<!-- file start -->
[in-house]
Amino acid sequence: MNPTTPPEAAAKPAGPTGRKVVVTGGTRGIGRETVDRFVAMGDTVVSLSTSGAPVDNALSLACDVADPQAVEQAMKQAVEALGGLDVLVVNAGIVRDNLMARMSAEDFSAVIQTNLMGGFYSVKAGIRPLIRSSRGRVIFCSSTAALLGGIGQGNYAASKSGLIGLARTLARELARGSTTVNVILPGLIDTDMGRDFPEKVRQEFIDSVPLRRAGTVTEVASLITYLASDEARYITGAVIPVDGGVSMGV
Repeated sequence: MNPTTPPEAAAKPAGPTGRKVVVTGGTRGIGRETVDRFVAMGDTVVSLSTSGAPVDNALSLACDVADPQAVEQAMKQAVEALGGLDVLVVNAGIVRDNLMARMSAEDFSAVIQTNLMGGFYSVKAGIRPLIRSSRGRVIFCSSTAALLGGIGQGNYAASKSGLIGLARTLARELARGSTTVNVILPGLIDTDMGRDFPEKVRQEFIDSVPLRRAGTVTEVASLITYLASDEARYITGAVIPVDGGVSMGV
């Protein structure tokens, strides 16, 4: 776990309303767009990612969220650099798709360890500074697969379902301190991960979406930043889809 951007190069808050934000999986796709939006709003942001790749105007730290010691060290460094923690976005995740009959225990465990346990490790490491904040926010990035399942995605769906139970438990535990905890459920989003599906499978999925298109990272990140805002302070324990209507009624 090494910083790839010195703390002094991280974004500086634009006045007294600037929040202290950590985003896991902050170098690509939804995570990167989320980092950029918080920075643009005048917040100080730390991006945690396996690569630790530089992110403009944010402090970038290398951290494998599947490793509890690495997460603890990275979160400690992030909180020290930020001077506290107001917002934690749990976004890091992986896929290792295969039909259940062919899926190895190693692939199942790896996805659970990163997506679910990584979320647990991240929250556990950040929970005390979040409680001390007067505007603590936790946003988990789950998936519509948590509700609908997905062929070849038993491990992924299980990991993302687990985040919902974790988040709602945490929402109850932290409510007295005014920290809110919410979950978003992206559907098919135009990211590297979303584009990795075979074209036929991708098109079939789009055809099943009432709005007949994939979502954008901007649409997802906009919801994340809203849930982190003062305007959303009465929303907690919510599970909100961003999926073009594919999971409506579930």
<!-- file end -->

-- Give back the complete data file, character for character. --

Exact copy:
[in-house]
Amino acid sequence: MNPTTPPEAAAKPAGPTGRKVVVTGGTRGIGRETVDRFVAMGDTVVSLSTSGAPVDNALSLACDVADPQAVEQAMKQAVEALGGLDVLVVNAGIVRDNLMARMSAEDFSAVIQTNLMGGFYSVKAGIRPLIRSSRGRVIFCSSTAALLGGIGQGNYAASKSGLIGLARTLARELARGSTTVNVILPGLIDTDMGRDFPEKVRQEFIDSVPLRRAGTVTEVASLITYLASDEARYITGAVIPVDGGVSMGV
Repeated sequence: MNPTTPPEAAAKPAGPTGRKVVVTGGTRGIGRETVDRFVAMGDTVVSLSTSGAPVDNALSLACDVADPQAVEQAMKQAVEALGGLDVLVVNAGIVRDNLMARMSAEDFSAVIQTNLMGGFYSVKAGIRPLIRSSRGRVIFCSSTAALLGGIGQGNYAASKSGLIGLARTLARELARGSTTVNVILPGLIDTDMGRDFPEKVRQEFIDSVPLRRAGTVTEVASLITYLASDEARYITGAVIPVDGGVSMGV
């Protein structure tokens, strides 16, 4: 776990309303767009990612969220650099798709360890500074697969379902301190991960979406930043889809 951007190069808050934000999986796709939006709003942001790749105007730290010691060290460094923690976005995740009959225990465990346990490790490491904040926010990035399942995605769906139970438990535990905890459920989003599906499978999925298109990272990140805002302070324990209507009624 090494910083790839010195703390002094991280974004500086634009006045007294600037929040202290950590985003896991902050170098690509939804995570990167989320980092950029918080920075643009005048917040100080730390991006945690396996690569630790530089992110403009944010402090970038290398951290494998599947490793509890690495997460603890990275979160400690992030909180020290930020001077506290107001917002934690749990976004890091992986896929290792295969039909259940062919899926190895190693692939199942790896996805659970990163997506679910990584979320647990991240929250556990950040929970005390979040409680001390007067505007603590936790946003988990789950998936519509948590509700609908997905062929070849038993491990992924299980990991993302687990985040919902974790988040709602945490929402109850932290409510007295005014920290809110919410979950978003992206559907098919135009990211590297979303584009990795075979074209036929991708098109079939789009055809099943009432709005007949994939979502954008901007649409997802906009919801994340809203849930982190003062305007959303009465929303907690919510599970909100961003999926073009594919999971409506579930």